Remember that if all clients are removed, the route reflector loses its status and becomes a standard iBGP router. If this happens, the iBGP routers need to be fully meshed. Table 16-2 breaks down the syntax of the command to configure a route reflector and identify the clients.

Table 16-2. Explanation of the Route Reflector Configuration Command




Identifies that the rest of the command is directed at a BGP peer.


The IP address of the neighboring router being identified as a client.


Points to the client of the route reflector. Note that the client is not configured and is unaware of its change of status. It does nothing but continues to send updates to the route reflector, which forwards them unchanged to other clients.

Example 16-1 illustrates the concepts explained in this section. For simplicity, the connection to the eBGP router in AS 400 has not been included in the example. Use this example in conjunction with the network displayed in Figure 16-6.

Figure 16-6. Network Topology Configured in Example 16-1


Example 16-1. Configuration of a Route Reflector
 NewYork# NewYork(config)#  router bgp 100  ! Create a connection to Router A, a client NewYork(config-router)#  neighbor remote-as 100  ! make Router A as seen in Figure 16-6 a route reflector client New York(config-router)#  neighbor route-reflector-client  ! connection to Router B NewYork(config-router)#  neighbor remote-as 100  NewYork(config-router)#  neighbor route-reflector-client  ! connection to San Francisco New York(config-router)#  neighbor remote-as 100  ! connection to Chicago NewYork(config-router)#  neighbor remote-as 100  NewYork(config-router)#  neighbor remote-as 300  RouterB# RouterB(config)#  router bgp 100  ! connection to New York RouterB(config-router)#  neighbor remote-as 100  Chicago# Chicago(config)#  router bgp 100  ! connection to Router E Chicago(config-router)#  neighbor remote-as 100  Chicago(config-router)#  neighbor route-reflector-client  ! connection to Router F Chicago(config-router)#  neighbor remote-as 100  Chicago(config-router)#  neighbor route-reflector-client  ! connection to San Francisco Chicago(config-router)#  neighbor remote-as 100  ! connection to New York Chicago(config-router)#  neighbor remote-as 100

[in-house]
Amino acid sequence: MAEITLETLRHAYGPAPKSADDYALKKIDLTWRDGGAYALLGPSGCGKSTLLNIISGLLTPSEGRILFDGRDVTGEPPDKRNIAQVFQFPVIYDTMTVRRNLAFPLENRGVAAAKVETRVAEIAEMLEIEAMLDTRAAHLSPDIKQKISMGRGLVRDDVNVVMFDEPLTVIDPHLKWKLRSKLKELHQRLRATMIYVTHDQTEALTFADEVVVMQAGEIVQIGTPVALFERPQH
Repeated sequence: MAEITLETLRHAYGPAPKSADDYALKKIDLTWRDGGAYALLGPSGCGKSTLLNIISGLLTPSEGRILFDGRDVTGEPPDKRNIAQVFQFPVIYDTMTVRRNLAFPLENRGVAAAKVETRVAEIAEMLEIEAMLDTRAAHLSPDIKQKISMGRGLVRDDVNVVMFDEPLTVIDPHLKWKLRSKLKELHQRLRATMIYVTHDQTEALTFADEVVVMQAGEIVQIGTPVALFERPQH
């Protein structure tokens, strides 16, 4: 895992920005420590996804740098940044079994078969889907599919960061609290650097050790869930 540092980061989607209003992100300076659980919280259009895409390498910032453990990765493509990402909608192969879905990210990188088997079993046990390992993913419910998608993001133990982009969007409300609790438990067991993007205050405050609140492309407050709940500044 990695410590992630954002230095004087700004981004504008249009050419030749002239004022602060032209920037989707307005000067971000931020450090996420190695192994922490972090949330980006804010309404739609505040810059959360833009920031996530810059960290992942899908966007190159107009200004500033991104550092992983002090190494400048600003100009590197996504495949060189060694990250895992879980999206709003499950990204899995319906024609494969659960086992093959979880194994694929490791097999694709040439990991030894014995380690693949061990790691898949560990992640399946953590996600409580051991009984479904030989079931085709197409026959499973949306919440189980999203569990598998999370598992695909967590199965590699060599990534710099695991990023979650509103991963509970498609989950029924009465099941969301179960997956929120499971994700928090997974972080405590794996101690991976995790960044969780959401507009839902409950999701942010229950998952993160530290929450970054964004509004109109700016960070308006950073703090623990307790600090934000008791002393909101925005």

Route Refresh

After any BGP configuration, it is necessary to reset the TCP session so that the changes can take effect. This is because the BGP process stores only prefixes that apply to the stated policy. If the policy changes, which means after any configuration, the peer session is torn down and rebuilt with the new characteristics.

It is now possible to issue a soft process reboot, which still destroys and rebuilds the peering sessions, but without a hard reboot of the BGP process.

The command to reboot all sessions is as follows:

 Router#  clear ip bgp *  

The command to tell the peer to resend a full BGP update to a particular neighbor follows:

 Router#  clear ip bgp   neighbor-address   in  

The command to tell the process to send a full BGP update to the peer follows:

 Router#  clear ip bgp   neighbor-address   out  

The clear ip bgp command is described in detail in Chapter 15.

It is also possible to configure the BGP process to store the prefixes before the policy application. This obviously requires greater memory, but it allows new configurations to be implemented without tearing down peering sessions.

The configuration is applied on a per-neighbor basis and only needs to be applied to the inbound updates. The syntax is as follows:

 Router(config-router)#  neighbor   neighbor-address   soft-configuration inbound  

After a configuration change has been made, issue the following command from the executive level:

 Router#  clear ip bgp   neighbor-address soft  [  in   out  ] 
Peer Groups

Without peer groups, every iBGP peerbeing fully meshedreceives the same update. This means every iBGP router performs the same calculations, wasting CPU and restricting the ability of iBGP to scale.

Once peer groups are configured, every router within the peer group has the same outbound policy, while allowing different inbound policies to be configured on each system. This means that one update can be generated for the group, resulting in the following benefits:

  • The administrative overhead is reduced, because the configuration is simpler, reducing the possibility of errors.

  • Less CPU is required, speeding up the network responsiveness. When a network converges quickly, it becomes more stable and reliable.

To define a peer group, use the following:

 Router(config-router)#  neighbor   peer-group-name   peer-group  

Example 16-2 shows how the peer group IBGP-peergp is created and applied to iBGP neighbors.

Example 16-2. Configuration of a Peer Group to iBGP Neighbors
 Router(config)#  router bgp 100  Router(config-router)#  neighbor IBGP-peergp peer-group  Router(config-router)#  neighbor IBGP-peergp remote-as 100  Router(config-router)#  neighbor IBGP-peergp route-map setpolicy out  Router(config-router)#  neighbor peer-group IBGP-peergp  Router(config-router)#  neighbor peer-group IBGP-peergp  Router(config-router)#  neighbor peer-group IBGP-peergp  

Verifying the iBGP Configuration